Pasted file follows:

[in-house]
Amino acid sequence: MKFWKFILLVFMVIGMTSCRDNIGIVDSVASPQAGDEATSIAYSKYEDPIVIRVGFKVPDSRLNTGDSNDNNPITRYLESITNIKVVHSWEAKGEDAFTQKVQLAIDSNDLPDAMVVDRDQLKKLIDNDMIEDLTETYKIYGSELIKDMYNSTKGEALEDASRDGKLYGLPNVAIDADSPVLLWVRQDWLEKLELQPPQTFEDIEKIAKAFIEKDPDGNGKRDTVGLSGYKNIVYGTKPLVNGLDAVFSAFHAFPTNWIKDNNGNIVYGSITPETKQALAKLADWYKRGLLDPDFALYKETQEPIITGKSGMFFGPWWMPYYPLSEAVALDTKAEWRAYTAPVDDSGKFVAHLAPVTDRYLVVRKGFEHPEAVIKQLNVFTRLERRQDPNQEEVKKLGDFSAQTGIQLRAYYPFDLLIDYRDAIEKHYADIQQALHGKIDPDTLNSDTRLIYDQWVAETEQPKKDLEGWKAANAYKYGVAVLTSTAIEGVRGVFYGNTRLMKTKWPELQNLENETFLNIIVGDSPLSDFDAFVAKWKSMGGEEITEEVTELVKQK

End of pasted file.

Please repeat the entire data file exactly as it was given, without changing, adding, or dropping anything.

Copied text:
[in-house]
Amino acid sequence: MKFWKFILLVFMVIGMTSCRDNIGIVDSVASPQAGDEATSIAYSKYEDPIVIRVGFKVPDSRLNTGDSNDNNPITRYLESITNIKVVHSWEAKGEDAFTQKVQLAIDSNDLPDAMVVDRDQLKKLIDNDMIEDLTETYKIYGSELIKDMYNSTKGEALEDASRDGKLYGLPNVAIDADSPVLLWVRQDWLEKLELQPPQTFEDIEKIAKAFIEKDPDGNGKRDTVGLSGYKNIVYGTKPLVNGLDAVFSAFHAFPTNWIKDNNGNIVYGSITPETKQALAKLADWYKRGLLDPDFALYKETQEPIITGKSGMFFGPWWMPYYPLSEAVALDTKAEWRAYTAPVDDSGKFVAHLAPVTDRYLVVRKGFEHPEAVIKQLNVFTRLERRQDPNQEEVKKLGDFSAQTGIQLRAYYPFDLLIDYRDAIEKHYADIQQALHGKIDPDTLNSDTRLIYDQWVAETEQPKKDLEGWKAANAYKYGVAVLTSTAIEGVRGVFYGNTRLMKTKWPELQNLENETFLNIIVGDSPLSDFDAFVAKWKSMGGEEITEEVTELVKQK